PASTOR COLUMN - Surrender to the God of peace and hope

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Surrender ... it sounds like what you do when a gun is pushed into your back. I know my hands would reach for the sky.

Maybe it's not a literal gun. Maybe it is the pressure of circumstances pressing into the vulnerable areas of finances, relationships or job security. In these kinds of situations, I've certainly thrown up my hands a few times.

Note to self: Surrender is giving up to what controls me.

In a relationship with Jesus Christ, the word "surrender" is not so much about throwing up your hands when circumstances have caught you unawares. It is about opening up the vulnerable areas of your life to the tender embrace of a Father in heaven who wants to walk with you through uncertainty.

This isn't religion, it's relationship.

As a pastor and friend, I have often looked into they eyes of the desperate, hurting and lost. How does one cope when life has pulled, or is about to

pull the trigger?

Recently, in my devotional reading, I was struck by a psalmist who found himself surrounded, yet surrendered.

Take a moment and read Psalm 74.

While under siege from the Babylonian empire, and at a moment when the sanctuary was in smoking ruins along with towns, homes, and the livelihood of Israel, the writer somehow pulls his sorrow, frustration, and anger around squarely to a place of renewed surrender to the maker of heaven and earth. For him, God was still king. Somewhere beyond his human mind, God was still in control.

Sitting in Jerusalem, in view of deserted ramparts built from the destroyed remains of homes tenderly built, homes that once had held the laughter of children and tears of love; ramparts built from surrounding cities and towns once occupied by farmers and shepherds ... maybe he could still hear the bloodcurdling cries of war and loss. Seeing streets of blood that once carried wedding parties and playful children - this was

pretty intense.

There had been no sweeping miracles of deliverance. No hand of God had been seen. He laments that there were no prophets to bring hope. And yet, his heart and mind were drawn to the mighty power of God. The God who split open the sea; the God who created the world and set its boundaries; the God who made summer and winter.

Before this seemingly distant and detached God, this psalmist still held on to hope.

I'm not a doomer and gloomer, but as I survey the turmoil in the Middle East, rising expenses at home and a society carrying $14-trillion in debt, I wonder what our nation and world will look like five years from now, if not in just a couple.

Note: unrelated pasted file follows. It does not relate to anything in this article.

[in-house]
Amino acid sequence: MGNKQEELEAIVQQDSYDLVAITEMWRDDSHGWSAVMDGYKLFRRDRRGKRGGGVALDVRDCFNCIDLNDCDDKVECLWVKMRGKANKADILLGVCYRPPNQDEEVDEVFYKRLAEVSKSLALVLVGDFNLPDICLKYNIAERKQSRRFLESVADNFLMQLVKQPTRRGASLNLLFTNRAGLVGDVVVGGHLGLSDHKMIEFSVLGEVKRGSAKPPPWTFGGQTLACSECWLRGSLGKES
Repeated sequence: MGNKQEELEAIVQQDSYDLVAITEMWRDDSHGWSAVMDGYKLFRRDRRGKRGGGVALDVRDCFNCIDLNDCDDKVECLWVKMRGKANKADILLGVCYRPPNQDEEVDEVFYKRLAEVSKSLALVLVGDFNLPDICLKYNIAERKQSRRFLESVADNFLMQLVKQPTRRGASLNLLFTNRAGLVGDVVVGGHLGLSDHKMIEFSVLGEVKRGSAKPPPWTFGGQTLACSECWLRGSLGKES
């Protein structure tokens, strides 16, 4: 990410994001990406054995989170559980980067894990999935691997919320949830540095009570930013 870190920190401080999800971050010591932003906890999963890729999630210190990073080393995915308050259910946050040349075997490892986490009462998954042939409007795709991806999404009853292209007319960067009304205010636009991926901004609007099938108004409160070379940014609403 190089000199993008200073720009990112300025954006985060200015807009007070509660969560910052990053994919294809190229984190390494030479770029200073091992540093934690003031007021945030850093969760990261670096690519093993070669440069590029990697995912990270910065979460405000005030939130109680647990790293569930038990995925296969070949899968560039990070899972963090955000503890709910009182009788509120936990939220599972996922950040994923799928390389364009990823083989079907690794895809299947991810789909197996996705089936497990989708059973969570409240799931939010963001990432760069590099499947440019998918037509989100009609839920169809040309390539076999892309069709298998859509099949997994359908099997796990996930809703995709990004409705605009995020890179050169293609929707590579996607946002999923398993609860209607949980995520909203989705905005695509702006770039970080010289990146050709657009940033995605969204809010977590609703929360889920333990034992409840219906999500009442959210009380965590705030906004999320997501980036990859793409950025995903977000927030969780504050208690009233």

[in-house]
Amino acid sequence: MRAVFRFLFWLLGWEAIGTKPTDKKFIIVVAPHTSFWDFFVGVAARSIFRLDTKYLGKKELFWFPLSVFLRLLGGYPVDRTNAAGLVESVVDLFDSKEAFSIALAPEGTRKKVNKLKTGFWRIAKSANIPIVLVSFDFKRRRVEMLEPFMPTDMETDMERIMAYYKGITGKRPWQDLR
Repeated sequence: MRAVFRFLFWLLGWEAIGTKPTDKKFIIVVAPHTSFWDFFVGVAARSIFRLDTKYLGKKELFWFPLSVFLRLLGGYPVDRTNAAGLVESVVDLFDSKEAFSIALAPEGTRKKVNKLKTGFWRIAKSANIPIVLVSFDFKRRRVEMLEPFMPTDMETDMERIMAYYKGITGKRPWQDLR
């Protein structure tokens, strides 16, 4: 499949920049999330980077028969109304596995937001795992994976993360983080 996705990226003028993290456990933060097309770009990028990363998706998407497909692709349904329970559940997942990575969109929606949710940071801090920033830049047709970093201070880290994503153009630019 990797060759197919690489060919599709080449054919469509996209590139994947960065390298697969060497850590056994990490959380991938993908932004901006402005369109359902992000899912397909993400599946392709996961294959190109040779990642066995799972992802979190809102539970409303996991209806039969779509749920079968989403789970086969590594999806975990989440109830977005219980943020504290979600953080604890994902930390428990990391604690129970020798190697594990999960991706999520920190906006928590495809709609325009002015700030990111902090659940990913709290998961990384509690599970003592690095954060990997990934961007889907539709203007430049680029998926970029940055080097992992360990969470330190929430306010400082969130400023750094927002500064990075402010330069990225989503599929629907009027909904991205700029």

I can think of moments in my life when things seemed very bleak and hopeless. Have you ever been there? Are you in that kind of place now? Though I may not have seen it or felt it at the time, I know now that He was ever present and ever at work behind the scenes. I know, because I walk in relationship with a God who

sees beyond what I see.

This singer of songs encourages my heart. I hope you can find some courage too. No matter what happens around you or in our nation, resolve to keep your heart and mind surrendered to an all-powerful and all-knowing God.

I would never wish to see such a day as this psalmist did, but I know that in such a place and time, God would also be present.

Surrendered, defined, means having no control.

Ultimately we surrender to whatever has control.

I'd rather surrender to the control of a loving God who knows my tomorrows than to circumstances bent on controlling my today. To quote the psalmist, "The day is yours and also the night." If life feels like a trigger about to be pulled, I would encourage you to talk with a pastor or Christian friend. Together, you can take the hand of a God who is loving and compassionate and just maybe, surrender to the God of peace and hope.

The Rev. Tim Johnson is pastor of New Joy Foursquare Church.He and wife Shelly graduated from Life Pacific College in San Dimas, Calif.

In 1997 they moved from Kennewick to Walla Walla to start New Joy Church. They and their three children love the Walla Walla Valley and its people. You are invited to follow Pastor Tim on his blog: http://theptblog.blogspot.com. Pastors in the U-B circulation area who want to write a column should contact Catherine Hicks at 509-526-8312, or by e-mail at catherinehicks@wwub.com.

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